Hafsa Zayyan is the author of We Are All Birds of Uganda.
Writing with music playing doesn’t work for me. It has taken a while to discover this, but that is the truth.
I have no excuse. Back in my school days, my father would ‘suggest’ that doing homework with the radio on might not be the best idea. Now, in what I still try to hang on to as late middle age, I realise he was right all along.
I have tried. In Knife Edge, my protagonist Famie Madden takes solace from the world in Mozart and Chopin (her ‘Classical chill’ playlist is a vast, sprawling thing, but they are the two named composers). Late in the book, her daughter Charlie listens to Max Richter. I love Max Richter. Many authors love Max Richter. The (usually) wordless melody, the repetition, the architecture of it all works so magnificently, that surely he is an asset to the writing process? Sadly I have concluded that for me at least, the answer is no. (Voice of father: ‘Told you so’.)
Unless I am fighting outside noise (builders, neighbours, family, life in general) I have to write in silence. There is something about the rhythm and pattern of a sentence that always fights against the rhythm and pattern of music. Any music. Even Richter. Until I reached this place I had a working playlist that included Sigur Rós, Hans Zimmer, Berlioz, Johann Johannsson, Bach, Rachmaninoff, Mark Knopfler, Justin Hurwitz and Philip Glass. It is all magnificent. And sadly, it’s all unhelpful.
(Written listening to Mozart’s Piano Concerto No 16.)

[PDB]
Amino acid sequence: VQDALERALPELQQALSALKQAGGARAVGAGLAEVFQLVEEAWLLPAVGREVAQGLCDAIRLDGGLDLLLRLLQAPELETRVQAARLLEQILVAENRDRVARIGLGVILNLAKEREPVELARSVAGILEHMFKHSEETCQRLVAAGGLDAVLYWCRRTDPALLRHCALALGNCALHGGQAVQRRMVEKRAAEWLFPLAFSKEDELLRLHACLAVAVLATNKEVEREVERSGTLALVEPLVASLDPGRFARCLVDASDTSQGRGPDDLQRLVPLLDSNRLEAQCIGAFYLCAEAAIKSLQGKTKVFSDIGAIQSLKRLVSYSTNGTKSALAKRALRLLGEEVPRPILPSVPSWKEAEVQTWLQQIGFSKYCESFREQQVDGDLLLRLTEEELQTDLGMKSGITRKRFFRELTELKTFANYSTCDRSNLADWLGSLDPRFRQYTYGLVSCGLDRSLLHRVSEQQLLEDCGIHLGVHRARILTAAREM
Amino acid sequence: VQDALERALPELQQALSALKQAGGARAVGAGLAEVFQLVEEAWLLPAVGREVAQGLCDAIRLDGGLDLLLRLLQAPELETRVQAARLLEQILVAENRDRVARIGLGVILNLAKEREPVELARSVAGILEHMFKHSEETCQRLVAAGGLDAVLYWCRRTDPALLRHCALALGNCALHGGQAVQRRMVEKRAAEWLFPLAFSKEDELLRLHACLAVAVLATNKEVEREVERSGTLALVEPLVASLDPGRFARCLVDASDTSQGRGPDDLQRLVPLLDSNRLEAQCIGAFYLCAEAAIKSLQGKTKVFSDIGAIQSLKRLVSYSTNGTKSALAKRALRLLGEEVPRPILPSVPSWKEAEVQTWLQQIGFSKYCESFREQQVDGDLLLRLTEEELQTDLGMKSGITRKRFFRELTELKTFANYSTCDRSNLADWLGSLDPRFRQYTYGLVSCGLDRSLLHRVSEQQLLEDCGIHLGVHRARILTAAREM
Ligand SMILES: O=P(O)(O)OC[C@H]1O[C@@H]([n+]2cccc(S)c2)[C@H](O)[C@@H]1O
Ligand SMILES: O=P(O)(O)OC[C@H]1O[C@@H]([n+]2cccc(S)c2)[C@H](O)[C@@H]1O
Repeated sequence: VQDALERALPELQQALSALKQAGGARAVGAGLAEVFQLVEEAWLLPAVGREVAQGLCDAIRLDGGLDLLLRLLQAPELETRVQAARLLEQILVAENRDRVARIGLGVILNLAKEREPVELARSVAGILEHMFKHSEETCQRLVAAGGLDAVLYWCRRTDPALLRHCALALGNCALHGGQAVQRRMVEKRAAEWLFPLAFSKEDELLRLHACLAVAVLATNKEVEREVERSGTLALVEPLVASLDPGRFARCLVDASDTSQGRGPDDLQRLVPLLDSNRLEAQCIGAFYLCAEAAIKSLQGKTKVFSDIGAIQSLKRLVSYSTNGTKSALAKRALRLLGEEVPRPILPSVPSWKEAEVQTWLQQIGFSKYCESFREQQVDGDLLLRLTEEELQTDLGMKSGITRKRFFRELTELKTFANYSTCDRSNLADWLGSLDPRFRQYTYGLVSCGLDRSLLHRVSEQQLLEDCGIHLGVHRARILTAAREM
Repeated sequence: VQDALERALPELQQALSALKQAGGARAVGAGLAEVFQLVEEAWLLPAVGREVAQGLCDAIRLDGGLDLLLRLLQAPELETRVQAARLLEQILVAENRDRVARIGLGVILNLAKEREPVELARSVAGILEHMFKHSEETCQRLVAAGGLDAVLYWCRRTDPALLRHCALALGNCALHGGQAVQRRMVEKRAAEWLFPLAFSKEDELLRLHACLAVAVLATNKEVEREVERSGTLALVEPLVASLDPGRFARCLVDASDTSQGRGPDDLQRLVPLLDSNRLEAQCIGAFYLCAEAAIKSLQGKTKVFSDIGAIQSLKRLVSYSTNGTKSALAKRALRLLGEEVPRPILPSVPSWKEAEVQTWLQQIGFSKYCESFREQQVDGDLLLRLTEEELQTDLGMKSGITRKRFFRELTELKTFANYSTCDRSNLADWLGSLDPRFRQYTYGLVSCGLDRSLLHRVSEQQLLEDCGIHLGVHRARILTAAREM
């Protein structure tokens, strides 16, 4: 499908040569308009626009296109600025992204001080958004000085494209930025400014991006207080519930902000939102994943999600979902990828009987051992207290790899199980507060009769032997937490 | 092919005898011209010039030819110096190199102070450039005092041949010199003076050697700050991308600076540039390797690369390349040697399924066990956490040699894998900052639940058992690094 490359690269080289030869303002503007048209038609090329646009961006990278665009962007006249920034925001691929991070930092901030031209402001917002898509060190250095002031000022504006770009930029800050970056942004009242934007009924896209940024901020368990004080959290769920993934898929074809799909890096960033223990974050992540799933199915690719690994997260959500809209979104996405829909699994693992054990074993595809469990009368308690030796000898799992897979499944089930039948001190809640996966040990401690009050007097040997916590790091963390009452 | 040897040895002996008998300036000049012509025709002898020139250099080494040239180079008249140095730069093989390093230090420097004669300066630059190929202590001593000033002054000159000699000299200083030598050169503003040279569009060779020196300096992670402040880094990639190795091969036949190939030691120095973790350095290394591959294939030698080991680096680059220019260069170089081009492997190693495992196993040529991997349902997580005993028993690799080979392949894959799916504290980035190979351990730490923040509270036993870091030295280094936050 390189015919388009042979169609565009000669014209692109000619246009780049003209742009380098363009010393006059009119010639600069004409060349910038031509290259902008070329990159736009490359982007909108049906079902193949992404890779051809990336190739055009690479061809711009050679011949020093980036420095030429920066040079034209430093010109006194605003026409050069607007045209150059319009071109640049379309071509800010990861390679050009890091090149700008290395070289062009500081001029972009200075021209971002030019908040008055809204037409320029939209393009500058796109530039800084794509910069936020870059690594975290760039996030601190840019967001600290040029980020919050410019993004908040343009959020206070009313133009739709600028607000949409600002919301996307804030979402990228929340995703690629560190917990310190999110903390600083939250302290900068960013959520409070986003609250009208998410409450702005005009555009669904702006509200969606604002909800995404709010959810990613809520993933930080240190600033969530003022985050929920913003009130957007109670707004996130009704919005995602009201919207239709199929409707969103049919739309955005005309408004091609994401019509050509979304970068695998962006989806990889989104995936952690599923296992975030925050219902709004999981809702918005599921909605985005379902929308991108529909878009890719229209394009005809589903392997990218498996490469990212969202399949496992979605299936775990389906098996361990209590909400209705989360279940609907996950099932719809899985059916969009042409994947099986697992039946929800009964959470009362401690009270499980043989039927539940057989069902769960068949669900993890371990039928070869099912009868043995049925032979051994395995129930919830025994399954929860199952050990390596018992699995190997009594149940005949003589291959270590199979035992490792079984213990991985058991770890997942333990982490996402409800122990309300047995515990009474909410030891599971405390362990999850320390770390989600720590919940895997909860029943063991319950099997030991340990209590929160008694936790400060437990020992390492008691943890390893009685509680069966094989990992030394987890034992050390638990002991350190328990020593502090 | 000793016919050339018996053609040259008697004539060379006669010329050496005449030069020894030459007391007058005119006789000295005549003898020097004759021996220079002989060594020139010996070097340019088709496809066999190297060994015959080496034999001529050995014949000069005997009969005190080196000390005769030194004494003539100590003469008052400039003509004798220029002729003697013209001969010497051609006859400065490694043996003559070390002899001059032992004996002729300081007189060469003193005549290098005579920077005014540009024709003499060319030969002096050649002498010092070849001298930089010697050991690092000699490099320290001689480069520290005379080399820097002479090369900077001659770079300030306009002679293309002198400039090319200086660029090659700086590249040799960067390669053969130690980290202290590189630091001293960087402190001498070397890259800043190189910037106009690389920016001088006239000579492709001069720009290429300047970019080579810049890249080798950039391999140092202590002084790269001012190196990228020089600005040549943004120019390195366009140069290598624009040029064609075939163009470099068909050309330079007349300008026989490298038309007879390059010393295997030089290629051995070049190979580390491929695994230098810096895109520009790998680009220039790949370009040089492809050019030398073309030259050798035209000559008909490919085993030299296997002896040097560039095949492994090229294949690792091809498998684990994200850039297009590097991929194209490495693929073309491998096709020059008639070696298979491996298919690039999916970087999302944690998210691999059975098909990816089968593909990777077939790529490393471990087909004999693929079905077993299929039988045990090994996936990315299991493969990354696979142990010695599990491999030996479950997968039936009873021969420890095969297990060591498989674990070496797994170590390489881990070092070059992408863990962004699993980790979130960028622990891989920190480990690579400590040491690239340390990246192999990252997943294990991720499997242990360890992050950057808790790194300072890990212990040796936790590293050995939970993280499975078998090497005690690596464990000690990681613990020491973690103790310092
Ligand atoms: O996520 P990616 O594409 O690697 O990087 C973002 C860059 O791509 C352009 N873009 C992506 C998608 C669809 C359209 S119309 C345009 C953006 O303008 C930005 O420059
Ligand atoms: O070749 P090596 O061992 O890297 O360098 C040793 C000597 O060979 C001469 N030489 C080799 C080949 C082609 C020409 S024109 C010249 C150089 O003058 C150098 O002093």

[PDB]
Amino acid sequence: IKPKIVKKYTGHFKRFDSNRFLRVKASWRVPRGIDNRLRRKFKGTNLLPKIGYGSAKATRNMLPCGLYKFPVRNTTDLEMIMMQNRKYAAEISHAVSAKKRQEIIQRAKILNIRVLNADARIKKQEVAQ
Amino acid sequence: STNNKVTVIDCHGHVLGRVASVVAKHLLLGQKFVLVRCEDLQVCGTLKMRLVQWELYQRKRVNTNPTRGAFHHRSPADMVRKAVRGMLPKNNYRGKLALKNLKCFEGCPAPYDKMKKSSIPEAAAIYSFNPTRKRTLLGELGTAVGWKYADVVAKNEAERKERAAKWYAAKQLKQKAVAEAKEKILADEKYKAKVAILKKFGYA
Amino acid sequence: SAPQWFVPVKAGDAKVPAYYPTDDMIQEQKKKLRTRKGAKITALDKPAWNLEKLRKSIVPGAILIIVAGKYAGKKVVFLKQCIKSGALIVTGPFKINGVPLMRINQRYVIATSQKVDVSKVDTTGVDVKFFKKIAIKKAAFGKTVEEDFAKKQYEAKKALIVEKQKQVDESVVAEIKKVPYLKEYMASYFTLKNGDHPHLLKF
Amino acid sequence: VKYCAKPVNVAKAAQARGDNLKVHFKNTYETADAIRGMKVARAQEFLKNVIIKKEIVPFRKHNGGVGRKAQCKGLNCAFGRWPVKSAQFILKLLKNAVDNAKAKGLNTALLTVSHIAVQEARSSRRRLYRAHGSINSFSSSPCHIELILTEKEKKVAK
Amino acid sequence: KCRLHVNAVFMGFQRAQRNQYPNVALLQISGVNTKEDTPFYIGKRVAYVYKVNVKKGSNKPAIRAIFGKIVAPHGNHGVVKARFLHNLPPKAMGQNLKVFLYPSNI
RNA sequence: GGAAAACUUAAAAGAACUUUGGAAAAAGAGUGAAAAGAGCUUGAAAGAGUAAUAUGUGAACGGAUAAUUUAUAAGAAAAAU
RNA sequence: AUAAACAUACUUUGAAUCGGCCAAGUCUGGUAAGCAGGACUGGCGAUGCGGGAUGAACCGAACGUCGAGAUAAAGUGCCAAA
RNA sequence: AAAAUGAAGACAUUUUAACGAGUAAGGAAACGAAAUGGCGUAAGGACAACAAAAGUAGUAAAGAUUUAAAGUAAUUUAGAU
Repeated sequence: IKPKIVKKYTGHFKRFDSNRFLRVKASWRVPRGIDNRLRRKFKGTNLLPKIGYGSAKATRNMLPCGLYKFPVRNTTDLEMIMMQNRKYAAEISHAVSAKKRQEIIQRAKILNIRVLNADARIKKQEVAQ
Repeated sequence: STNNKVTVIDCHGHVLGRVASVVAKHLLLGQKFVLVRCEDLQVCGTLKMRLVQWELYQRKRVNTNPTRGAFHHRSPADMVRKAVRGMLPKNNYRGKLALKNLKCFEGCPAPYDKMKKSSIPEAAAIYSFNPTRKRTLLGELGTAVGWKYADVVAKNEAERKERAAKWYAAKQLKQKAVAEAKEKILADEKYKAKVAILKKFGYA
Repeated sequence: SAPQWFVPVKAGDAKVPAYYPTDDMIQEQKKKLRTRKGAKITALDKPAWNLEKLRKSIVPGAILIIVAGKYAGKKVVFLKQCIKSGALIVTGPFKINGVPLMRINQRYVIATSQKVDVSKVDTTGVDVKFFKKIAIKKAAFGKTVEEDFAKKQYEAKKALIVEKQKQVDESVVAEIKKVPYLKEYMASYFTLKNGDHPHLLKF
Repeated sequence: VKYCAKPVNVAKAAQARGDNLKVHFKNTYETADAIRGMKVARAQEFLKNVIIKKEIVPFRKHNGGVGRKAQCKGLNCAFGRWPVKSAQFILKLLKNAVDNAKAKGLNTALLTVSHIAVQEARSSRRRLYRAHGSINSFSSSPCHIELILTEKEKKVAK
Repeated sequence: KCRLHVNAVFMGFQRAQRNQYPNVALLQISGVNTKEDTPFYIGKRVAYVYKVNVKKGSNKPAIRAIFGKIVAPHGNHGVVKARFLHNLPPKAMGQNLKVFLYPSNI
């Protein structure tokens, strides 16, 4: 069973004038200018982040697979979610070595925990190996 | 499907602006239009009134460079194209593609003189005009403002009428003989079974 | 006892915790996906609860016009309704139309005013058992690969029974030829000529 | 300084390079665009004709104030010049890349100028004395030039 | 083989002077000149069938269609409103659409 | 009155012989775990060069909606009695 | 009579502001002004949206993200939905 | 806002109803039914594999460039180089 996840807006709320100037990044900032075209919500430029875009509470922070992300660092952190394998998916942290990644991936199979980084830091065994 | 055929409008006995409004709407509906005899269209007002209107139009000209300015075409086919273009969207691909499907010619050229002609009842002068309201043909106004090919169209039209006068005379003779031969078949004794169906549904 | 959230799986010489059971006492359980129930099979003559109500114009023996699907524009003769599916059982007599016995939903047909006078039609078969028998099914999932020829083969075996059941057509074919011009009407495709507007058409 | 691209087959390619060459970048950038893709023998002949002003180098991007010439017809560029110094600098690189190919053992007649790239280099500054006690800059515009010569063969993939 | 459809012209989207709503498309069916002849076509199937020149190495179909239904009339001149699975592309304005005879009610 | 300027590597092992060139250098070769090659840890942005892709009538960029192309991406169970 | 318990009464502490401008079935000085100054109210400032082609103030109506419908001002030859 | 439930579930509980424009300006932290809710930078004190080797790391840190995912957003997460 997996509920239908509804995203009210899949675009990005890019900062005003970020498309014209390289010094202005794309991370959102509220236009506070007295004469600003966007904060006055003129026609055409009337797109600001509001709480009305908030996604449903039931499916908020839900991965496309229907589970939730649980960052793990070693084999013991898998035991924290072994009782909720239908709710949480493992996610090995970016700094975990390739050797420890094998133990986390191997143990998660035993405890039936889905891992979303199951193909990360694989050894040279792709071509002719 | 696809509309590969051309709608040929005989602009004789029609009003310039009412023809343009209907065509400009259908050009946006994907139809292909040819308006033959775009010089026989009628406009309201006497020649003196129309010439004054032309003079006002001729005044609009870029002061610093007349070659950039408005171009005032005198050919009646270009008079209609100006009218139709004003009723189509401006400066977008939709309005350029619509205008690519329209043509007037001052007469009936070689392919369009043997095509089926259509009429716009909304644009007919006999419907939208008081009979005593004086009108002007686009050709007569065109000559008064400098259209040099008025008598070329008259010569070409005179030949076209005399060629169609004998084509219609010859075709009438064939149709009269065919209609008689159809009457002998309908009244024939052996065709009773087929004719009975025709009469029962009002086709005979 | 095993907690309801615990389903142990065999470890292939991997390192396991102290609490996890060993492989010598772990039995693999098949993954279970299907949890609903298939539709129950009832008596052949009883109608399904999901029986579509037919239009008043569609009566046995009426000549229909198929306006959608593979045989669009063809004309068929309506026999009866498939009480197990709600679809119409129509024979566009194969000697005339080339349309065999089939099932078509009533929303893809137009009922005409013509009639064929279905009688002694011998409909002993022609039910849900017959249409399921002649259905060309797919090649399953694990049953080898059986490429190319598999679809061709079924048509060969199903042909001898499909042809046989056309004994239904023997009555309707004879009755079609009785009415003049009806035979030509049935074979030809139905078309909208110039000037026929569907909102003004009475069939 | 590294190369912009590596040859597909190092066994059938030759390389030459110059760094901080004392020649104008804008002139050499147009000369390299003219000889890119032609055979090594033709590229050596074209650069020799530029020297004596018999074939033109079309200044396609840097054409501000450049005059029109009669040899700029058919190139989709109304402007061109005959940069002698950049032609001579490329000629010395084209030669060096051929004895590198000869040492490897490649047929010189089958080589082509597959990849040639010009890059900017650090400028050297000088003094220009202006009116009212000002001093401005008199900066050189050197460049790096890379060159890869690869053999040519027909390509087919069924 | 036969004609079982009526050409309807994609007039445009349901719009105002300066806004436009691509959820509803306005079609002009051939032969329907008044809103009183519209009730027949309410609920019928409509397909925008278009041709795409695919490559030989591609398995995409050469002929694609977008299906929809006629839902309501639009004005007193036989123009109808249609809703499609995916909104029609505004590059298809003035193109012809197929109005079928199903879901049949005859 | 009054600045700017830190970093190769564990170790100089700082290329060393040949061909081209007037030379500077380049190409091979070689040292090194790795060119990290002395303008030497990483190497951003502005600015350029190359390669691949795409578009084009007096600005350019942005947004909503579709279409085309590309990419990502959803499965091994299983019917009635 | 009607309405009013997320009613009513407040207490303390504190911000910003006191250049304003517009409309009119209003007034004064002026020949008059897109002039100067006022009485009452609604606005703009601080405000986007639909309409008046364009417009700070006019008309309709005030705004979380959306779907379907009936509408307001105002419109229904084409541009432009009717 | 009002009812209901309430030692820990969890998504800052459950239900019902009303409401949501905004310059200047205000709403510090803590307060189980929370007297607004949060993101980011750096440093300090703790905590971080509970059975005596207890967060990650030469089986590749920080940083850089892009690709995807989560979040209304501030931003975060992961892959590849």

Simon Mayo is the author of Knife Edge.
Certain music genres always seem to affect the kind of writing I produce. If I listen to Bonobo for instance, I find the images I make take on a warmer quality, perhaps less strange, leaning into some sort of discursive narrative which gives the impression of a more roving, anecdotal poetic. The sparse introspective sound of Nils Frahm asks that I venture further into the unlit parts of memory – particularly in those dissonant, indistinct and painful moments which are somehow buttressed by his compositions, as if you’re suddenly made to feel assured by the tenderness of his playing. Alice Coltrane, Portico Quartet and Sona Jobarteh are all staples during the initial stages of my writing, acting as an emotive soundscape or direct muse. The elliptical songwriting styles of Iron & Wine and Bon Iver push me to play more with associative logic and connotation. Once I have the foundations of a poem down, or at least a set of ideas to work from, I switch to white noise or total silence, where I then redraft and agonise over the writing for the foreseeable future.